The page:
The enemy, when they saw the heights occupied, kept watch and burned a number of fires all night.
Continuing Crisis of Xenophon’s 10,000’s Quest for Home,
our selection from Anabasis by Xenophon published in around 350 BC. The selection is presented in seven easy 5 minute installments.
Previously in Crisis of Xenophon’s 10,000’s Quest for Home.
Time: 400 BC
But I hear that you Athenians also,” rejoined Chirisophus, “are very clever at stealing the public money, though great danger threatens him that steals it; and that your best men steal it most, if indeed your best men are thought worthy to be your magistrates; so that it is time for you likewise to give proof of your education.”
I am then ready,” exclaimed Xenophon, “to march with the rear-guard, as soon as we have supped, to take possession of the hills. I have guides too, for our light-armed men captured some of the marauders following us, by lying in ambush, and from them I learn that the mountains are not impassable, but are grazed over by goats and oxen, so that if we once gain possession of any part of the range, there will be tracks also for our baggage cattle. I expect also that the enemy will no longer keep their ground, when they see us upon a level with them on the heights, for they will not now come down to be upon a level with us.” Chirisophus then said: “But why should you go, and leave the charge of the rear? Rather send others, unless some volunteers present themselves.” Upon this Aristonymus of Methydria came forward with his heavy-armed men, and Aristeas of Chios and Nichomachus of Oeta with their light-armed; and they made an arrangement that as soon as they should reach the top they should light a number of fires. Having settled these points, they went to dinner; and after dinner Chirisophus led forward the whole army ten stadia toward the enemy, that he might appear to be fully resolved to march against them on that quarter.
When they had taken their supper, and night came on, those appointed for the service went forward and got possession of the hills; the other troops rested where they were. The enemy, when they saw the heights occupied, kept watch and burned a number of fires all night. As soon as it was day, Chirisophus, after having offered sacrifice, marched forward along the road; while those who had gained the heights advanced by the ridge. Most of the enemy, meanwhile, stayed at the pass, but a part went to meet the troops coming along the heights. But before the main bodies came together, those on the ridge closed with one another, and the Greeks had the advantage, and put the enemy to flight. At the same time the Grecian peltasts ran up from the plain to attack the enemy drawn up to receive them, and Chirisophus followed at a quick pace with the heavy-armed men. The enemy at the pass, however, when they saw those above defeated, took to flight. Not many of them were killed, but a great number of shields were taken, which the Greeks, by hacking them with their swords, rendered useless. As soon as they had gained the ascent, and had sacrificed and erected a trophy, they went down into the plain before them, and arrived at a number of villages stored with abundance of excellent provisions.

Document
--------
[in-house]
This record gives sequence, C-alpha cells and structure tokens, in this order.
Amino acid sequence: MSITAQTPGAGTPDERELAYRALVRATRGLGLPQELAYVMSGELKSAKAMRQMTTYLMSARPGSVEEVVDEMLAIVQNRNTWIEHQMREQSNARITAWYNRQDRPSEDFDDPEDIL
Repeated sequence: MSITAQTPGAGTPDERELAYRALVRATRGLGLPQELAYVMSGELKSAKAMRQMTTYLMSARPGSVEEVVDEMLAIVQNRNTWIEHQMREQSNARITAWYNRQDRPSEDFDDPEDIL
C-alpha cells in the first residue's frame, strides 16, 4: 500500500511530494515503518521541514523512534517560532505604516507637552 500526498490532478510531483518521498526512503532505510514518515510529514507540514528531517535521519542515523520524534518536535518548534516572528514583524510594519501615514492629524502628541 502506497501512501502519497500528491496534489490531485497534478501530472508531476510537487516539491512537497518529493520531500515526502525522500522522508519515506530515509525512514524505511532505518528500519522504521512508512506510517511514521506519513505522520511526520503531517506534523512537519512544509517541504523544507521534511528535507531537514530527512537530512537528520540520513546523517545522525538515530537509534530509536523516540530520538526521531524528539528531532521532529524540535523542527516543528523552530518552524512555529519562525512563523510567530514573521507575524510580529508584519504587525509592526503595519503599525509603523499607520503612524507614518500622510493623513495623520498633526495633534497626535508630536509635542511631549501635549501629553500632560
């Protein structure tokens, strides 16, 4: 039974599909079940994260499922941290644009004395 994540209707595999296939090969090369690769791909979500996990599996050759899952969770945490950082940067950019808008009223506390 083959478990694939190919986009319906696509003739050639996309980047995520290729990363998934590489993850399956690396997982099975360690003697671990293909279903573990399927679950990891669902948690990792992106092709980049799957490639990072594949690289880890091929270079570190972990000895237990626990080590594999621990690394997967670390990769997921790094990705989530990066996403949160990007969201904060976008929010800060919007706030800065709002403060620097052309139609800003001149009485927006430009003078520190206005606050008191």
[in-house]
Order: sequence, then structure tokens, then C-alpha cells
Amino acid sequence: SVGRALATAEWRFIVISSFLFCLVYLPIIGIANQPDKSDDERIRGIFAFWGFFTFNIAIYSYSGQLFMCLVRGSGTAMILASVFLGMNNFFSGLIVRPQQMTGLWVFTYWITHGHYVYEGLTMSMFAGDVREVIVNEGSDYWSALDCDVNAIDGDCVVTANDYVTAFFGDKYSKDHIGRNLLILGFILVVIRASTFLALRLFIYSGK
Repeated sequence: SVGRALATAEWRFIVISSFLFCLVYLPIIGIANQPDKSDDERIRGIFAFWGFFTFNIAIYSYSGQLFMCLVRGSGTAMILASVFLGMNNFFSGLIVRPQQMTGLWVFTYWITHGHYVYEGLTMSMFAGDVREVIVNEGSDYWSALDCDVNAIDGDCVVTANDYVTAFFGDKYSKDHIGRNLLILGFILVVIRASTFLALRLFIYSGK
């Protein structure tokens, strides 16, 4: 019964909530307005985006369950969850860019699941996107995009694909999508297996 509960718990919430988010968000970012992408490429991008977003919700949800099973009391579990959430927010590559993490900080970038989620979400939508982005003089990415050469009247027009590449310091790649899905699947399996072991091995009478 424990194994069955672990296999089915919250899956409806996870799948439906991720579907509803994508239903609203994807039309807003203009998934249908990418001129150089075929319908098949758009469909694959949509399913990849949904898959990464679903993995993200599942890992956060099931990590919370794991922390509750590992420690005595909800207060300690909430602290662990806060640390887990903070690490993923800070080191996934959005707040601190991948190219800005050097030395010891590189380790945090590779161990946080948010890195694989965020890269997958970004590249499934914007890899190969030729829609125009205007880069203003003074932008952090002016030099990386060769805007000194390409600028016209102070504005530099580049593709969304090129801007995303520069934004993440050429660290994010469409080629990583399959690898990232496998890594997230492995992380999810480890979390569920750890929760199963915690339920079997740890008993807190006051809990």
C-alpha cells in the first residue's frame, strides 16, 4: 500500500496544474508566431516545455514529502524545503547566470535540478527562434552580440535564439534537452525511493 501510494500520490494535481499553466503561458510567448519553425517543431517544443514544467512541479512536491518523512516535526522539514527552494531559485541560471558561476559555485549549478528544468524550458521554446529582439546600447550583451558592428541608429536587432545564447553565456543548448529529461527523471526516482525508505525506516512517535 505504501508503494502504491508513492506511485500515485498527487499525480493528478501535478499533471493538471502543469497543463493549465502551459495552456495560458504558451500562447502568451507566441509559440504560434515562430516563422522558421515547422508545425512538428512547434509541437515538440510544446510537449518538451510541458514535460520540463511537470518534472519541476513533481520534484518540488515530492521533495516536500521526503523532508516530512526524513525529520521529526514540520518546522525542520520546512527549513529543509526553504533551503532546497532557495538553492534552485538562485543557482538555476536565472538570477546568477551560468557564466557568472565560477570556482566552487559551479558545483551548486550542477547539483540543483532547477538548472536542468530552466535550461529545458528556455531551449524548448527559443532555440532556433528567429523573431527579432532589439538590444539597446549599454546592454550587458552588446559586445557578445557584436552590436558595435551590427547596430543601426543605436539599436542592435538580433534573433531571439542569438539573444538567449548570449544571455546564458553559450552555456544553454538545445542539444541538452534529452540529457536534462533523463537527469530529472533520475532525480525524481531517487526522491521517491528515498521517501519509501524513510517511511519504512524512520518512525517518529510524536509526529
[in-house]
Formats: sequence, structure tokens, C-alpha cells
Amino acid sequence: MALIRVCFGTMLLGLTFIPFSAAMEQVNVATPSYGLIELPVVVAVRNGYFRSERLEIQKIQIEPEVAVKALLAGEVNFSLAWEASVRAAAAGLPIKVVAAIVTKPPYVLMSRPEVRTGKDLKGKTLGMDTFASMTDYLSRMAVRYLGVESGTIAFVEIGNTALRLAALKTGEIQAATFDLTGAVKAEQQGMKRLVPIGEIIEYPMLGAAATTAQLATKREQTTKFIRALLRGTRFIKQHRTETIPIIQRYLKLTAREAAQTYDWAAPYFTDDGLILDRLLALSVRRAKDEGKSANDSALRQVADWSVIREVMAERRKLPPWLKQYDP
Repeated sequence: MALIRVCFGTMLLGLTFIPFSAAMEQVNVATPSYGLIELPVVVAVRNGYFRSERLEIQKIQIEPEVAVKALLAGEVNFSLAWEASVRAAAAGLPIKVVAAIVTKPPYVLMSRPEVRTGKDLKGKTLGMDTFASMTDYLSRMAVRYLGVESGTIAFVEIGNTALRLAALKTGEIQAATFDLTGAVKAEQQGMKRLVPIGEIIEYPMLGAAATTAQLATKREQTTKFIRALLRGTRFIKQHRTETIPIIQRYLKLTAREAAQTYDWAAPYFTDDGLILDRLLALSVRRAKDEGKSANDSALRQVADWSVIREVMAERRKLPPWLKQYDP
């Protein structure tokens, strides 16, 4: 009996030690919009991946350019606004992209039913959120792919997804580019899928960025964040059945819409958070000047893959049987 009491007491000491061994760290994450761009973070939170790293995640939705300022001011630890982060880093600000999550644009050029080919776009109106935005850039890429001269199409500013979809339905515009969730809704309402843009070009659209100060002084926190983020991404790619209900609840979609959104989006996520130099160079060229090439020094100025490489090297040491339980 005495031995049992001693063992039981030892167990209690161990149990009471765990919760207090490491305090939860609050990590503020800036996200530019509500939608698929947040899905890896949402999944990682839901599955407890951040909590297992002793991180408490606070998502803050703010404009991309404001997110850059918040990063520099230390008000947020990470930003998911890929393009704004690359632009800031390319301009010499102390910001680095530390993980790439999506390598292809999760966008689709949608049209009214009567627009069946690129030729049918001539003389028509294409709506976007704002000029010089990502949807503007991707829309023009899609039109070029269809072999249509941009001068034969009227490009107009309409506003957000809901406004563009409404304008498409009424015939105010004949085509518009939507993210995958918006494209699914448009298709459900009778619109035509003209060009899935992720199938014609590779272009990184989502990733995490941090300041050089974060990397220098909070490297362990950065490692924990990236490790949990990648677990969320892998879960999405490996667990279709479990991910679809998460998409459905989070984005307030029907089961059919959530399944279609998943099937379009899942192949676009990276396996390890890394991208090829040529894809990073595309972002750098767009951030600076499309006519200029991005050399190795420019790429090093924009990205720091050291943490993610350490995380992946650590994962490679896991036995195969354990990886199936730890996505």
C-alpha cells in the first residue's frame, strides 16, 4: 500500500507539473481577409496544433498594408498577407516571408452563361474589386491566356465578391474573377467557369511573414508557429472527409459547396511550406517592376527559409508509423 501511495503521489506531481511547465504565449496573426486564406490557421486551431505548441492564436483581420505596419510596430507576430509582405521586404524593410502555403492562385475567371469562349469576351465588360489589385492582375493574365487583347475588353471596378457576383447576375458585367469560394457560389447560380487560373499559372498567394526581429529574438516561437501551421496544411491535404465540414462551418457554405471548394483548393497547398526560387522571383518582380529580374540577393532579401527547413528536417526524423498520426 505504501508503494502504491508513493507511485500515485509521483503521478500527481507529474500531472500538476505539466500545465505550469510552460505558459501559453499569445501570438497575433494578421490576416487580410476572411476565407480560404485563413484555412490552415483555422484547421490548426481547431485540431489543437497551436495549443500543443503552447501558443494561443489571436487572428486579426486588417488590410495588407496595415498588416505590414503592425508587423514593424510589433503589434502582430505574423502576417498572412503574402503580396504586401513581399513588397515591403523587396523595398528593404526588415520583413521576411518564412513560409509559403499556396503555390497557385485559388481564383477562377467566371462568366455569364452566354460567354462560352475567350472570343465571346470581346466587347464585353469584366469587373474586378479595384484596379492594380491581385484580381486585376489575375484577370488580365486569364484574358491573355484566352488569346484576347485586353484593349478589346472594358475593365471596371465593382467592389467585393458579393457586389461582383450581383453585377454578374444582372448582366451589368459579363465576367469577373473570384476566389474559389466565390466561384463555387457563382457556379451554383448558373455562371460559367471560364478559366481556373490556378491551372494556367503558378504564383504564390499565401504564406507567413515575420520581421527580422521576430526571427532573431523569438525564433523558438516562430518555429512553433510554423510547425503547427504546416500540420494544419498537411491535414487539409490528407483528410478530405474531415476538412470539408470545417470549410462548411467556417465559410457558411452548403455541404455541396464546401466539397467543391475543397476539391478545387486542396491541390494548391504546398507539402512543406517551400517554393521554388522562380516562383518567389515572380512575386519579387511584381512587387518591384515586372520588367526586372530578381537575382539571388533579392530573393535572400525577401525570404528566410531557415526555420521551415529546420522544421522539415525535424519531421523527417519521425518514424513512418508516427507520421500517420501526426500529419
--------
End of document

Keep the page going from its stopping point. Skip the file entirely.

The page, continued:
From hence they marched five days’ journey, thirty parasangs, to the country of the Taochi, where provisions began to fail them; for the Taochi inhabited strong fastnesses, in which they had laid up all their supplies. Having at length, however, arrived at one place which had no city or houses attached to it, but in which men and women and a great number of cattle were assembled, Chirisophus, as soon as he came before it, made it the object of an attack; and when the first division that assailed it began to be tired, another succeeded, and then another, for it was not possible for them to surround it in a body, as there was a river about it. When Xenophon came up with his rear-guard, peltasts, and heavy-armed men, Chirisophus exclaimed: “You come seasonably, for we must take this place, as there are no provisions for the army unless we take it.”
They then deliberated together, and Xenophon asking what hindered them from taking the place, Chirisophus replied: “The only approach to it is the one which you see; but when any of our men attempt to pass along it, the enemy roll down stones over yonder impending rock, and whoever is struck is treated as you behold;” and he pointed, at the same moment, to some of the men who had had their legs and ribs broken. “But if they expend all their stones,” rejoined Xenophon, “is there anything else to prevent us from advancing? For we see, in front of us, only a few men, and but two or three of them armed. The space, too, through which we have to pass under exposure to the stones is, as you see, only about a hundred and fifty feet in length; and of this about a hundred feet is covered with large pine trees in groups, against which, if the men place themselves, what would they suffer either from the flying stones or the rolling ones? The remaining part of the space is not above fifty feet, over which, when the stones cease, we must pass at a running pace.”
“But,” said Chirisophus, “the instant we offer to go to the part covered with trees, the stones fly in great numbers.”
“That,” cried Xenophon, “would be the very thing we want, for thus they will exhaust their stones the sooner. Let us then advance, if we can, to the point whence we shall have but a short way to run, and from which we may, if we please, easily retreat.”